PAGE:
The work of Eric Serritella is a paean to nature, offered in clay. His trompe l’oeil ceramic sculptures are effigies of nature burned by man. His forms echo natural organisms so perfectly, so poignantly, the wounds and scars he carves into their flesh register with a palpable pain. But in depicting the destruction wrought by humans on the earth, Serritella remains an optimist. He sows seeds of hope beneath the ruin; a bud beneath the charred forest floor, waiting to emerge. Serritella tells us that nature will survive long past our time here on earth. Decay is merely the process of nature reassembling itself; breaking down, changing form, and – like a fresh lump of clay – transforming into something new.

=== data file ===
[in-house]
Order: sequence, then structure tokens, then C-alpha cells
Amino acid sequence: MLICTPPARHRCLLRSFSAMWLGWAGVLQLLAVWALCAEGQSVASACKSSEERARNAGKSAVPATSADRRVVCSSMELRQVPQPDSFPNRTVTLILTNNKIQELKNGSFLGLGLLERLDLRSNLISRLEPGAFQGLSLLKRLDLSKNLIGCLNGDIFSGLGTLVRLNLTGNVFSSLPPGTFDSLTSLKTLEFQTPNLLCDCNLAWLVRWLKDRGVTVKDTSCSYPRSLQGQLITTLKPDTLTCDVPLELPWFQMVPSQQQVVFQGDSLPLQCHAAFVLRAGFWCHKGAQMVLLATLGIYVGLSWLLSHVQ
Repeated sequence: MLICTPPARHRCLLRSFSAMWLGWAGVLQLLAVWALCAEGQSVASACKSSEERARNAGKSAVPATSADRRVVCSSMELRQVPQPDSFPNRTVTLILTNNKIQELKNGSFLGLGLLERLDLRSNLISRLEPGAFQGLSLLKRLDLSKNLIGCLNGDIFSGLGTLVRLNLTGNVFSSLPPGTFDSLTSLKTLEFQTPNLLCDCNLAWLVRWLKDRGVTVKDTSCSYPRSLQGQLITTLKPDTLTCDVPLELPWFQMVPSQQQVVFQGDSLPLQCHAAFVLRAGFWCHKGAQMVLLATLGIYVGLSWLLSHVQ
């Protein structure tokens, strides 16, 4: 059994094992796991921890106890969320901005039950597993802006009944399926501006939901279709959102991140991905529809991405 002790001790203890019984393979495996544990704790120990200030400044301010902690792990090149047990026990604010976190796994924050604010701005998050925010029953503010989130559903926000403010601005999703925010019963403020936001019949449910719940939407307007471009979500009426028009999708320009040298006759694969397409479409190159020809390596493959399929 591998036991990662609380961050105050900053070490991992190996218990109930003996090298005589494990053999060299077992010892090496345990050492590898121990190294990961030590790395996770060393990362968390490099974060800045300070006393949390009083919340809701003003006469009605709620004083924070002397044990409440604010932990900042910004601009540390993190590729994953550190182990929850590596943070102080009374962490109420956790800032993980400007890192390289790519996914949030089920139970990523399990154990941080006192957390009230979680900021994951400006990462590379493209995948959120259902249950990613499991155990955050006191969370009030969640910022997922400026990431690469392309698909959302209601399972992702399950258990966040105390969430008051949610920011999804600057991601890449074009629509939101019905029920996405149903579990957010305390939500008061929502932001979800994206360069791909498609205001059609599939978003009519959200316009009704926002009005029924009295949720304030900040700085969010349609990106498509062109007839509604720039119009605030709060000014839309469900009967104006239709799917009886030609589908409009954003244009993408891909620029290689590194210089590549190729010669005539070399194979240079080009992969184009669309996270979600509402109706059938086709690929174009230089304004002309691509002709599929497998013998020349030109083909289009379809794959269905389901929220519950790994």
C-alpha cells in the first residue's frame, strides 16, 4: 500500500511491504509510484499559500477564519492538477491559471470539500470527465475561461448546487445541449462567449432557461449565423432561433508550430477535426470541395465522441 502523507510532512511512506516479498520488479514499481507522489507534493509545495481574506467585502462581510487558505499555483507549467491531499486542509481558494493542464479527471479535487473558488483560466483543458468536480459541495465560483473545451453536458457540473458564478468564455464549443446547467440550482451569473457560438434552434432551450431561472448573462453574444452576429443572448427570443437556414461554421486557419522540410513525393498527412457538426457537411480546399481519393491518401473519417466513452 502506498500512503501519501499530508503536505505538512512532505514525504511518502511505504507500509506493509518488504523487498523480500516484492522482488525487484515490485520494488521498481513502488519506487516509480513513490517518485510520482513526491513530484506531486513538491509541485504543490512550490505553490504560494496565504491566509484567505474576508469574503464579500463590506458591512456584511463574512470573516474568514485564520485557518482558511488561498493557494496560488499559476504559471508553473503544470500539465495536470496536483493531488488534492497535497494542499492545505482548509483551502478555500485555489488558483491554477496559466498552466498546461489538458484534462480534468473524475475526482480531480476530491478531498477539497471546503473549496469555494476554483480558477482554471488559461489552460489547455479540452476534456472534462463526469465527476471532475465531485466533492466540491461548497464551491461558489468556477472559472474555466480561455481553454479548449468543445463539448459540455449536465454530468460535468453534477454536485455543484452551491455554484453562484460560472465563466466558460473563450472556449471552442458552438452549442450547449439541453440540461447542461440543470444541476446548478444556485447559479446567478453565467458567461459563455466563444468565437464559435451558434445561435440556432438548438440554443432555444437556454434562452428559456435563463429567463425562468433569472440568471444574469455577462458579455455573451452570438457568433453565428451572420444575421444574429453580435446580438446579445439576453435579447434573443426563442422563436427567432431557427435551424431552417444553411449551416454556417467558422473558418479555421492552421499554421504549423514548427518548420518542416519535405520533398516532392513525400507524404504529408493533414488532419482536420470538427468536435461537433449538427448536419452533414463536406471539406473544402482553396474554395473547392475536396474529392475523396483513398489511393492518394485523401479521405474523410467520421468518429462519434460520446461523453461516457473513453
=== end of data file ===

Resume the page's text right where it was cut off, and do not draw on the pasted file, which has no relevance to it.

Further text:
Serritella's work has found a home in the most prestigious of collections, worldwide, including: The Metropolitan Museum of Art, Smithsonian American Art Museum, Carnegie Museum of Art, Mint Museum, Everson Museum of Art, Fuller Craft Museum, Phoenix Airport Museum, Appleton Museum of Art, Memorial Art Gallery, Herbert F. Johnson Museum, Burchfield Penney Art Center, John F. Peto Studio Museum, Kamm Teapot Foundation, Cornell University Plantations Visitors Center, me Collectors Room, Stiftung Olbricht, Germany, China Changchun International Ceramics Gallery, China, Jingdezhen Sanbao Ceramic Arts Institute, China, and Shui-Li Snake Kiln and Cultural Park, Taiwan.